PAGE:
Most can fly between 1-3 miles. Some as little as 300 to 1000 ft.
Most 2-3 weeks. Some longer. Most females live longer than males.
When used at the proper rate, spraying is designed to affect mosquitoes while flying. The droplets are so small that they rapidly break down leaving little to no residue, reducing risk to other animals.
No. Only a small number of species can pass on viruses.
Headache, body aches, joint pain, vomiting, diarrhea, or rash.
There is no vaccine or treatment for WNV. You should have blood work taken by a physician if you suspect you have WNV. Treatment may be taking over-the-counter pain medication.
The best way is to avoid being bitten:
· Wear shoes, socks, long pants, and a long-sleeved shirt when outdoors for long periods of time, or when mosquitoes are most active.
· Use mosquito netting when sleeping outdoors or in an unscreened structure to protect small babies when outdoors.
· Consider using mosquito repellent, according to directions, when it is necessary to be outdoors.
Remove Standing Water:
· Get rid of unused plastic containers and flower pots, and other items that may be around your home collecting water.
· Empty water from used or discarded tires that may have accumulated on your property (e.g., tire swings).
· Drill holes in the bottom of recycling containers that are left outside.
· Clean clogged roof gutters every year if leaves have a tendency to plug up the drains.
· Turn over plastic wading pools when not in use.
· Turn over wheelbarrows and do not allow water to stagnate in birdbaths.
· Change water in birdbaths and kids pools every week.
· Aerate ornamental pools or stock them with fish.
· Clean and chlorinate swimming pools that are not in use. Be aware that mosquitoes may even lay eggs in water that collects on swimming pool covers.
Bug lights or 'zappers' are not very effective. They do not attract most mosquitoes. They do attract and kill beneficial insects.
A lake or pond is much less likely to be a source of mosquitoes than if it were a temporary body of water such as a puddle. A puddle can produce 10 to 20 times as many mosquitoes as the average farm pond. Lakes and ponds usually have insects, fish, and other animals that will eat mosquitoes. Most mosquito species would not even lay eggs in a permanent body of water.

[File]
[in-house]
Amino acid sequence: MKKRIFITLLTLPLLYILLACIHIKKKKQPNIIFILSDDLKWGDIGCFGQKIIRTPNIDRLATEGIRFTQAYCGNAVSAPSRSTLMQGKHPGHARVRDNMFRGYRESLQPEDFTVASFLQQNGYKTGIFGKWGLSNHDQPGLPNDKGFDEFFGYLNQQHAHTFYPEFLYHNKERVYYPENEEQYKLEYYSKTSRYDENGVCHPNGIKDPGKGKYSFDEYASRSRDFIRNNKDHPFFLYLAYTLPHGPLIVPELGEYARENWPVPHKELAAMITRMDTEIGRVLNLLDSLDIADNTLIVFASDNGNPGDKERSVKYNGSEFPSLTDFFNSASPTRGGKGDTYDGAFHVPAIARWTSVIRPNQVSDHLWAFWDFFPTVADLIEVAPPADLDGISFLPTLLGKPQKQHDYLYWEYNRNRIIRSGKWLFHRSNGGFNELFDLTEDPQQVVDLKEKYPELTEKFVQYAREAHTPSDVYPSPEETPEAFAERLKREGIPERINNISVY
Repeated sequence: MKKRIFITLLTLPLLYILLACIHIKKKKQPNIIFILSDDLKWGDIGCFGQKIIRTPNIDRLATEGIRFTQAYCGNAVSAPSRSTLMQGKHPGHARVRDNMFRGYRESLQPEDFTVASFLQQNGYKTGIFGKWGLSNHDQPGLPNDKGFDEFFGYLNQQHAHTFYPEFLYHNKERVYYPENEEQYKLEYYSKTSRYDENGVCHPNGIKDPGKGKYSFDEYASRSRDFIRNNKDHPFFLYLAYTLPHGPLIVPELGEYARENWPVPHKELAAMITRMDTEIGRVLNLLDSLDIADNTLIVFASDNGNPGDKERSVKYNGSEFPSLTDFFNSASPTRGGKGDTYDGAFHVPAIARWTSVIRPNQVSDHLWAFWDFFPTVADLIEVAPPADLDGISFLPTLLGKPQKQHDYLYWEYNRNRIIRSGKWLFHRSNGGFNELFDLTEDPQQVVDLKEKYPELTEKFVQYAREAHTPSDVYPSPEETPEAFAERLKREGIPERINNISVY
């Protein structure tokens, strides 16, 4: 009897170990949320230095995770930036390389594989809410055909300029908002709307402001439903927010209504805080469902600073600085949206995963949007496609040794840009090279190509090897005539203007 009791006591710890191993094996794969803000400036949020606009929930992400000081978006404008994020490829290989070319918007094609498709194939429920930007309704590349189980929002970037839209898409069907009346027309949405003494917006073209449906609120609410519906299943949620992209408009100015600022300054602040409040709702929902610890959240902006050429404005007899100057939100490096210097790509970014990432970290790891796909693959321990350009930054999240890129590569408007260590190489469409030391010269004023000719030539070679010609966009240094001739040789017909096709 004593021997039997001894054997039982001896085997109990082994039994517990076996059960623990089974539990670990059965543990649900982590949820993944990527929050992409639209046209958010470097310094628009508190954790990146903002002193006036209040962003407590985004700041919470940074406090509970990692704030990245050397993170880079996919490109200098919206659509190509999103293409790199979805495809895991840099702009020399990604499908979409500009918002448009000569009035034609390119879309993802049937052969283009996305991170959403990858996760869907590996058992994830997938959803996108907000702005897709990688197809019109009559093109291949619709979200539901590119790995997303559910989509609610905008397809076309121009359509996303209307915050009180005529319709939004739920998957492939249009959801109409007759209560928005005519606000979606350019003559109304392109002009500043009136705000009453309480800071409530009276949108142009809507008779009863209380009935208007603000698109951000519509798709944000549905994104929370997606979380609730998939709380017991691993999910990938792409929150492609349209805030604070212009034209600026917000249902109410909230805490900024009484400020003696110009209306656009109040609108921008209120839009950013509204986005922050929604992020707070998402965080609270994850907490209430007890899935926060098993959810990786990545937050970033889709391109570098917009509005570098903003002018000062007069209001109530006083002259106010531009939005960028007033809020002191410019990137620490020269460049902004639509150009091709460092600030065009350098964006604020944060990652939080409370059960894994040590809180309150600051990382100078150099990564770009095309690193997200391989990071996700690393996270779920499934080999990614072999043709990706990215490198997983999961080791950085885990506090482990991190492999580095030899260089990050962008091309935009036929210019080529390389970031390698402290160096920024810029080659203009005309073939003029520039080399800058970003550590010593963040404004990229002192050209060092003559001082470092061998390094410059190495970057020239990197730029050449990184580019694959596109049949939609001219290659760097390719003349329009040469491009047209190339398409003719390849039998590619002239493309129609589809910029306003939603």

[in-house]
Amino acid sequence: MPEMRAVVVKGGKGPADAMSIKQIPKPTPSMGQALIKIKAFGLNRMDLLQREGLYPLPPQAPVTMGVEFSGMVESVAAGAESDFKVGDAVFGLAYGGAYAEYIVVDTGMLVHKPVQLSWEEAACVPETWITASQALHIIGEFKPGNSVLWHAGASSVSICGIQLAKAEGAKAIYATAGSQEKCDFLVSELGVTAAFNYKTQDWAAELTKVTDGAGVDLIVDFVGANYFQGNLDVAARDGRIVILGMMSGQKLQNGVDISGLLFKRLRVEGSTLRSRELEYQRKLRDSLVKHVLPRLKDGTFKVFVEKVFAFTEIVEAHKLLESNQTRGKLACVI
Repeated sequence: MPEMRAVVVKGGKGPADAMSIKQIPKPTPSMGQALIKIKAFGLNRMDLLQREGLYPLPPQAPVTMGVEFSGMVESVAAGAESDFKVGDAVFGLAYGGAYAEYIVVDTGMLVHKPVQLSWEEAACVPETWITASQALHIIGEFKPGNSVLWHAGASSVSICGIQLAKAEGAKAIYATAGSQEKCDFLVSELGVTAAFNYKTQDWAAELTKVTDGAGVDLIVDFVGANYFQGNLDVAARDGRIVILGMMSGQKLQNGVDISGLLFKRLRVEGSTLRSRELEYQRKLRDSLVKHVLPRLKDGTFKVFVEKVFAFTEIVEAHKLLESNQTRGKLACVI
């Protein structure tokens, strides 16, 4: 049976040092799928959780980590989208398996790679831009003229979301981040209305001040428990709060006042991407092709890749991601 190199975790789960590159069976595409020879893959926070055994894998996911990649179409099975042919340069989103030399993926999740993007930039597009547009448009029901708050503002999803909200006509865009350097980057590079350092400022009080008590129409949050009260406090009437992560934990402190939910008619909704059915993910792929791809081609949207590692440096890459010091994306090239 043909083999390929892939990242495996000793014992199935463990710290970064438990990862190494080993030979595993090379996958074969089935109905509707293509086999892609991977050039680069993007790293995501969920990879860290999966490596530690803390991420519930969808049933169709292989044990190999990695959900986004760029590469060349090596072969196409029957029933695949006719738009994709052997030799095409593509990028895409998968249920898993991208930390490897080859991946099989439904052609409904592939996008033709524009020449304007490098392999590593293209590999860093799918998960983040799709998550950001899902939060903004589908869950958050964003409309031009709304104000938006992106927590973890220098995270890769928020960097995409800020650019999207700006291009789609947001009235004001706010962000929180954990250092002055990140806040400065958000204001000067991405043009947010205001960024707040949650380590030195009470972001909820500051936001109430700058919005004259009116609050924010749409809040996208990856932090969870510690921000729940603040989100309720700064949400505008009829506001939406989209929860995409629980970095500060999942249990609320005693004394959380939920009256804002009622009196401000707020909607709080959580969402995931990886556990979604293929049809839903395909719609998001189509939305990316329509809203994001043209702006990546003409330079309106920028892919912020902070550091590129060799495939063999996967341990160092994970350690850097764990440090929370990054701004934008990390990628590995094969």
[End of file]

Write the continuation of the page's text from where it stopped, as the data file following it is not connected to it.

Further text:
We have 64 species of mosquitoes throughout New Jersey.
Black-legged tick (Ixodes scapularis)
American Dog tick (Dermacentor variabilis)
Lone Star tick (Amblyomma americanum)
Ticks can pass on several diseases to people and animals such as Lyme disease, Anaplasmosis, Babesiosis, and Ehrlichiosis to name a few. The Centers for Disease Control (CDC) has more information for tick-borne diseases here.
It is important to remove the attached tick as soon as it is found and to remove the whole tick. To do so, use fine-pointed tweezers to grab the tick as close to the skin as possible. Do not twist or jerk the tick—this may cause the mouth parts to break off and remain in the skin. If this happens, remove the mouth parts with tweezers if possible. If not, leave them alone and let your skin heal. With a steady motion, gently pull straight up until all parts of the tick are removed. Do not use petroleum jelly, hot matches, nail polish remover, or other products to remove a tick.
New Jersey Mosquito Control Association, Inc.
Copyright © 2023 NJMCA, Inc. - All Rights Reserved.
Website Design by ADVANCEMENT ROI, LLC